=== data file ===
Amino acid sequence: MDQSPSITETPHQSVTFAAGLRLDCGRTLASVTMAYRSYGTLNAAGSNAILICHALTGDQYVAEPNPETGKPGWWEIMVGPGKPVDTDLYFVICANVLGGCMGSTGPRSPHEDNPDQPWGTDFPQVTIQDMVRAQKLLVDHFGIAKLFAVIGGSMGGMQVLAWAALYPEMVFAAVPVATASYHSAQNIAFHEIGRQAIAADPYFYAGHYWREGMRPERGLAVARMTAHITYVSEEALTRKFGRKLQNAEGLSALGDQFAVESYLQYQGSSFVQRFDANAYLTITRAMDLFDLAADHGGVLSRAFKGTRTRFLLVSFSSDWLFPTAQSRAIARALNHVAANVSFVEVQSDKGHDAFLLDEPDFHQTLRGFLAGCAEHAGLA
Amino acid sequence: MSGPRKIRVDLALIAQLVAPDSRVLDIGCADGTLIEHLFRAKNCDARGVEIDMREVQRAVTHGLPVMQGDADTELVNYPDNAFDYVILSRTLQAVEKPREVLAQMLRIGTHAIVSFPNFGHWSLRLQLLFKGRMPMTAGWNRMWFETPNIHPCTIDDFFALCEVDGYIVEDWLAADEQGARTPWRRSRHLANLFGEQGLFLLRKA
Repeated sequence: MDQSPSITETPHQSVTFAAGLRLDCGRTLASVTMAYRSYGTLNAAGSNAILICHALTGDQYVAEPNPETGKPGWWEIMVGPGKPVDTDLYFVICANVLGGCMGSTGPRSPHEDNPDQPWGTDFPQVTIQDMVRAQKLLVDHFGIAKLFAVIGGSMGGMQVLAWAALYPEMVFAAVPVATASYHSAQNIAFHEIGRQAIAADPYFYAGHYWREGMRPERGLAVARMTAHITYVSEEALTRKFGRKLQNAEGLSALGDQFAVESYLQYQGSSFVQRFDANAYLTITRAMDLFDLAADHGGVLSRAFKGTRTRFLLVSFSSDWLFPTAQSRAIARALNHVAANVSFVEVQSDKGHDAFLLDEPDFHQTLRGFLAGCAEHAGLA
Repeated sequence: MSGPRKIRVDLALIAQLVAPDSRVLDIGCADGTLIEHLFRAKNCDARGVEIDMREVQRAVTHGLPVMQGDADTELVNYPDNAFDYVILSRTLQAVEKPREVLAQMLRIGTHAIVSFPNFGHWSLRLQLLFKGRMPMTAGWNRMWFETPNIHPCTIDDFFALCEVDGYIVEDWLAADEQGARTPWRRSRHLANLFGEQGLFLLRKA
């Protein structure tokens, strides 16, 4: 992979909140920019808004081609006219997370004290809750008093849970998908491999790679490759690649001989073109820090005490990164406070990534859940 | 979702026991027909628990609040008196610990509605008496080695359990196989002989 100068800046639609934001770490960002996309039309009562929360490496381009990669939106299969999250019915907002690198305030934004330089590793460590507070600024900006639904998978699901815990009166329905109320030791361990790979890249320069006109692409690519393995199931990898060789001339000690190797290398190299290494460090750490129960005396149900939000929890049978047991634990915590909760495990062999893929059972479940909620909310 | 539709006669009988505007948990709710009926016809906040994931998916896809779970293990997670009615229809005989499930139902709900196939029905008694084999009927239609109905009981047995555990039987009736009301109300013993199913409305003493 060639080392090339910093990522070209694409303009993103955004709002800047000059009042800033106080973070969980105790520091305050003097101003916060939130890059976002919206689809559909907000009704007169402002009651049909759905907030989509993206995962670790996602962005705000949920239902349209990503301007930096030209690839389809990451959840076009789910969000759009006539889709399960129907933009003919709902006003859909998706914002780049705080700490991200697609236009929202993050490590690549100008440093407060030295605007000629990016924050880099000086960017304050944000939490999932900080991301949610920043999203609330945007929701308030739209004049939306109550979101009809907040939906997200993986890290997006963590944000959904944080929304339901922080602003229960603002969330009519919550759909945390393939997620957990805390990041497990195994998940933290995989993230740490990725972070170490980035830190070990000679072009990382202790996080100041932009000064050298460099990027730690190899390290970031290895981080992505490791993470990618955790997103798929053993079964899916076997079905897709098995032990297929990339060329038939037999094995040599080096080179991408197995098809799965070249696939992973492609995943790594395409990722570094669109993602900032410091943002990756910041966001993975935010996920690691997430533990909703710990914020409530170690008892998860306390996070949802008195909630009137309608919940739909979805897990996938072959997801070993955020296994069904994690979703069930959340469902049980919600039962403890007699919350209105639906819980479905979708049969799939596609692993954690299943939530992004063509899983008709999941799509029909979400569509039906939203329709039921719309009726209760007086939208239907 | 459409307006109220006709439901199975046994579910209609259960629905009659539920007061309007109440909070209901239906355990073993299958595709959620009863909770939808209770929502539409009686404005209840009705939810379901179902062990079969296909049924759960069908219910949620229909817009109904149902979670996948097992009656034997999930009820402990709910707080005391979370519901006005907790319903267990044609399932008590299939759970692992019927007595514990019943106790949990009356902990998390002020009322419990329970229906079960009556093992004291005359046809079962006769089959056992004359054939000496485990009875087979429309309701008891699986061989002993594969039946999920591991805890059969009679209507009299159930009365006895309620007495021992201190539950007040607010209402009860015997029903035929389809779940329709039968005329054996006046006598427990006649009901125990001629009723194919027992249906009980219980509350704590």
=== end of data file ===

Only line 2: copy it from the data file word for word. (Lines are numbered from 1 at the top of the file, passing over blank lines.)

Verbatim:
Amino acid sequence: MSGPRKIRVDLALIAQLVAPDSRVLDIGCADGTLIEHLFRAKNCDARGVEIDMREVQRAVTHGLPVMQGDADTELVNYPDNAFDYVILSRTLQAVEKPREVLAQMLRIGTHAIVSFPNFGHWSLRLQLLFKGRMPMTAGWNRMWFETPNIHPCTIDDFFALCEVDGYIVEDWLAADEQGARTPWRRSRHLANLFGEQGLFLLRKA